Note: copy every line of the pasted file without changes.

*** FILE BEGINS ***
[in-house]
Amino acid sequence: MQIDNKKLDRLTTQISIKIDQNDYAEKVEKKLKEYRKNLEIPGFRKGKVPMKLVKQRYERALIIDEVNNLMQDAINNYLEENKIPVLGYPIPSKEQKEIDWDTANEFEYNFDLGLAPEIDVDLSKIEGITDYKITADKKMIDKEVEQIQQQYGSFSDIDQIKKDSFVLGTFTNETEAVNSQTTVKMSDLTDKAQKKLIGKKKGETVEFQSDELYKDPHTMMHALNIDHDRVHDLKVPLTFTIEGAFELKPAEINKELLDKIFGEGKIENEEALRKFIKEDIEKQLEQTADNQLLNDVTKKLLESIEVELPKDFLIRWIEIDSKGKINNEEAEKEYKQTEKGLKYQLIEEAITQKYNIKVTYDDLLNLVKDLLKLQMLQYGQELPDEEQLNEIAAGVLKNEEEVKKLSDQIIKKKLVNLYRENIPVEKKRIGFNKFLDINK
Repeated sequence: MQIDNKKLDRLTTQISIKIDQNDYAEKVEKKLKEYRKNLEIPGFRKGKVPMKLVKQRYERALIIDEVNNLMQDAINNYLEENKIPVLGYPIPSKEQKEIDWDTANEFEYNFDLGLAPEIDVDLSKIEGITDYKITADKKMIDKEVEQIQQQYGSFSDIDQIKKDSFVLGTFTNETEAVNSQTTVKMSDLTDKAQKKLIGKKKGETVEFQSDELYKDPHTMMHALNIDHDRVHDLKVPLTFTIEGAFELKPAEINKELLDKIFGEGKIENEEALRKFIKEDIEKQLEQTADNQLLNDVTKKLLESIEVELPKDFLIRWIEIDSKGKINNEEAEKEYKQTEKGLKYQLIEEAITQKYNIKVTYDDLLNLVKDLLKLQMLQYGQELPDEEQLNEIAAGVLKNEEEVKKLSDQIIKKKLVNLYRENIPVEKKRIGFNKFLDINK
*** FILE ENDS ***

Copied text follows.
[in-house]
Amino acid sequence: MQIDNKKLDRLTTQISIKIDQNDYAEKVEKKLKEYRKNLEIPGFRKGKVPMKLVKQRYERALIIDEVNNLMQDAINNYLEENKIPVLGYPIPSKEQKEIDWDTANEFEYNFDLGLAPEIDVDLSKIEGITDYKITADKKMIDKEVEQIQQQYGSFSDIDQIKKDSFVLGTFTNETEAVNSQTTVKMSDLTDKAQKKLIGKKKGETVEFQSDELYKDPHTMMHALNIDHDRVHDLKVPLTFTIEGAFELKPAEINKELLDKIFGEGKIENEEALRKFIKEDIEKQLEQTADNQLLNDVTKKLLESIEVELPKDFLIRWIEIDSKGKINNEEAEKEYKQTEKGLKYQLIEEAITQKYNIKVTYDDLLNLVKDLLKLQMLQYGQELPDEEQLNEIAAGVLKNEEEVKKLSDQIIKKKLVNLYRENIPVEKKRIGFNKFLDINK
Repeated sequence: MQIDNKKLDRLTTQISIKIDQNDYAEKVEKKLKEYRKNLEIPGFRKGKVPMKLVKQRYERALIIDEVNNLMQDAINNYLEENKIPVLGYPIPSKEQKEIDWDTANEFEYNFDLGLAPEIDVDLSKIEGITDYKITADKKMIDKEVEQIQQQYGSFSDIDQIKKDSFVLGTFTNETEAVNSQTTVKMSDLTDKAQKKLIGKKKGETVEFQSDELYKDPHTMMHALNIDHDRVHDLKVPLTFTIEGAFELKPAEINKELLDKIFGEGKIENEEALRKFIKEDIEKQLEQTADNQLLNDVTKKLLESIEVELPKDFLIRWIEIDSKGKINNEEAEKEYKQTEKGLKYQLIEEAITQKYNIKVTYDDLLNLVKDLLKLQMLQYGQELPDEEQLNEIAAGVLKNEEEVKKLSDQIIKKKLVNLYRENIPVEKKRIGFNKFLDINK